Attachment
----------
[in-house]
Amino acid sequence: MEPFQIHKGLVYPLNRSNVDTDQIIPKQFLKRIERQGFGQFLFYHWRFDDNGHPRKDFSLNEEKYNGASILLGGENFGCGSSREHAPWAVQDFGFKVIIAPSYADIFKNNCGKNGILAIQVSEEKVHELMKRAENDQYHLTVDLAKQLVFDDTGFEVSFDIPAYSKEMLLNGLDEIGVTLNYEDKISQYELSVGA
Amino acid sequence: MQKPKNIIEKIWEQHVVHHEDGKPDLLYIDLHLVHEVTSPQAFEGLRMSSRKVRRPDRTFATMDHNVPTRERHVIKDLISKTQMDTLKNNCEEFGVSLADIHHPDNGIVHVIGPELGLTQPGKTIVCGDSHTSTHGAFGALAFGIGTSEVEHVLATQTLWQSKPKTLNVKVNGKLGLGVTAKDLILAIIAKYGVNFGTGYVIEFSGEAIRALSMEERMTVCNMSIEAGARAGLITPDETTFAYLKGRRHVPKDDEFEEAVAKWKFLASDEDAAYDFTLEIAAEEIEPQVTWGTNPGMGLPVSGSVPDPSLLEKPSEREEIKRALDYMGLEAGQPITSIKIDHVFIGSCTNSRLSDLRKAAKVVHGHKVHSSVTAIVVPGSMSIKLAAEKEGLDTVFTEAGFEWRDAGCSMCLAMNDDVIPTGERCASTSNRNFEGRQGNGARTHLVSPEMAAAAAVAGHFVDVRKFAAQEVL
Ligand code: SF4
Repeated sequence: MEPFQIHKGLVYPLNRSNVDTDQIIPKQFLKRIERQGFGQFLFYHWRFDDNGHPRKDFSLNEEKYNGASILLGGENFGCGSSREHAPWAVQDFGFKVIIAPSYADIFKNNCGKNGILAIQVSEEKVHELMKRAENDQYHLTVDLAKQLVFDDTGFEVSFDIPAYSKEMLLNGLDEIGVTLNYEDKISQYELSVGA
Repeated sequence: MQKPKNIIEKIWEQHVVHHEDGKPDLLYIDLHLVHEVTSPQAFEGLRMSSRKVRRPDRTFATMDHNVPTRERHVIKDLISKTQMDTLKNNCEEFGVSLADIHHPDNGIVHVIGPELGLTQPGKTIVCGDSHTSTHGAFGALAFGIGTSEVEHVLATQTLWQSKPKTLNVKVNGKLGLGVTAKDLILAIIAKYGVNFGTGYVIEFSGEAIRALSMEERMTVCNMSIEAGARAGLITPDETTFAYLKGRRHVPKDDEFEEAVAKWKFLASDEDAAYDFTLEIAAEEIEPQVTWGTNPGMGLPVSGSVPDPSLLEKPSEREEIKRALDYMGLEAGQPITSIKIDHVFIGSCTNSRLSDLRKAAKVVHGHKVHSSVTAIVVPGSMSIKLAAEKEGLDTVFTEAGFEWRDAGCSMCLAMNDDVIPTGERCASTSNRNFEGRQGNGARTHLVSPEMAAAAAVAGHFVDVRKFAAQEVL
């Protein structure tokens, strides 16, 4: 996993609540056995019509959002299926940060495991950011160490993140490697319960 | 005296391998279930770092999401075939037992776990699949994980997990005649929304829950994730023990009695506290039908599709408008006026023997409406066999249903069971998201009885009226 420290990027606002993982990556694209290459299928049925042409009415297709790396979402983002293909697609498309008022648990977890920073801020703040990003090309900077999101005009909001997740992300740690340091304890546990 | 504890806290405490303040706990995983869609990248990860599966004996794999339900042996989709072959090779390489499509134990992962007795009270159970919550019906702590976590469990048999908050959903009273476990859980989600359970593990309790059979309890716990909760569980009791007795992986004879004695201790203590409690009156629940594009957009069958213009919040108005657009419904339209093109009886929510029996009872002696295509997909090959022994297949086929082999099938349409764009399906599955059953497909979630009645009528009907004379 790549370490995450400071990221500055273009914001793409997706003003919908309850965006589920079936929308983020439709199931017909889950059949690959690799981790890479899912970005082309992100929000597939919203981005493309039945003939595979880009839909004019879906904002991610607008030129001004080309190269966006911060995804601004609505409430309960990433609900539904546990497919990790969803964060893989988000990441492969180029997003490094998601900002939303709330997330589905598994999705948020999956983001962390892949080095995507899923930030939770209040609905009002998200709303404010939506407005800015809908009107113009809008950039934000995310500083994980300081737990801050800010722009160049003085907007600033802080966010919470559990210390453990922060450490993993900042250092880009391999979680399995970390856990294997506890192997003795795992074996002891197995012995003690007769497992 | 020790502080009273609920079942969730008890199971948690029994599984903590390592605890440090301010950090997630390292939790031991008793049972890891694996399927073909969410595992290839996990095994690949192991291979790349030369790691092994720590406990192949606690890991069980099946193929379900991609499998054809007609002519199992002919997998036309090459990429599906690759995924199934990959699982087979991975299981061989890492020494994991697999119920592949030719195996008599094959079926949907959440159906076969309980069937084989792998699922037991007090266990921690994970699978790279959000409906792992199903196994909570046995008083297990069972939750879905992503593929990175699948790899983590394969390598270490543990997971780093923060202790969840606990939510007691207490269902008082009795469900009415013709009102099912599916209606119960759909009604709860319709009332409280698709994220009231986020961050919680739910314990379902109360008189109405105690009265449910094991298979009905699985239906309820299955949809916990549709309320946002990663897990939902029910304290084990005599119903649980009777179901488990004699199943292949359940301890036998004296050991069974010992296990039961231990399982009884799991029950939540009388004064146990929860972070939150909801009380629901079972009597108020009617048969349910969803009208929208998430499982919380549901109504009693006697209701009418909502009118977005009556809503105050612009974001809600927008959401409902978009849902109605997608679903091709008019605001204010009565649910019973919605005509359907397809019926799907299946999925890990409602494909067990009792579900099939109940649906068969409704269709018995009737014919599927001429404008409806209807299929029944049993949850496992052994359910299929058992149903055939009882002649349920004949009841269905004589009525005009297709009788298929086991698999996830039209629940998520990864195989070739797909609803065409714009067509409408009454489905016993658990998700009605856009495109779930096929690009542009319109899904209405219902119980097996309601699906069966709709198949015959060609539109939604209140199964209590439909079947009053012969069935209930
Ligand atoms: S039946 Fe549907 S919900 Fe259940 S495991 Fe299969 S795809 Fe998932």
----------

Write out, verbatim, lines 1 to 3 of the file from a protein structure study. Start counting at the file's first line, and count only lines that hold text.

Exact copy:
[in-house]
Amino acid sequence: MEPFQIHKGLVYPLNRSNVDTDQIIPKQFLKRIERQGFGQFLFYHWRFDDNGHPRKDFSLNEEKYNGASILLGGENFGCGSSREHAPWAVQDFGFKVIIAPSYADIFKNNCGKNGILAIQVSEEKVHELMKRAENDQYHLTVDLAKQLVFDDTGFEVSFDIPAYSKEMLLNGLDEIGVTLNYEDKISQYELSVGA
Amino acid sequence: MQKPKNIIEKIWEQHVVHHEDGKPDLLYIDLHLVHEVTSPQAFEGLRMSSRKVRRPDRTFATMDHNVPTRERHVIKDLISKTQMDTLKNNCEEFGVSLADIHHPDNGIVHVIGPELGLTQPGKTIVCGDSHTSTHGAFGALAFGIGTSEVEHVLATQTLWQSKPKTLNVKVNGKLGLGVTAKDLILAIIAKYGVNFGTGYVIEFSGEAIRALSMEERMTVCNMSIEAGARAGLITPDETTFAYLKGRRHVPKDDEFEEAVAKWKFLASDEDAAYDFTLEIAAEEIEPQVTWGTNPGMGLPVSGSVPDPSLLEKPSEREEIKRALDYMGLEAGQPITSIKIDHVFIGSCTNSRLSDLRKAAKVVHGHKVHSSVTAIVVPGSMSIKLAAEKEGLDTVFTEAGFEWRDAGCSMCLAMNDDVIPTGERCASTSNRNFEGRQGNGARTHLVSPEMAAAAAVAGHFVDVRKFAAQEVL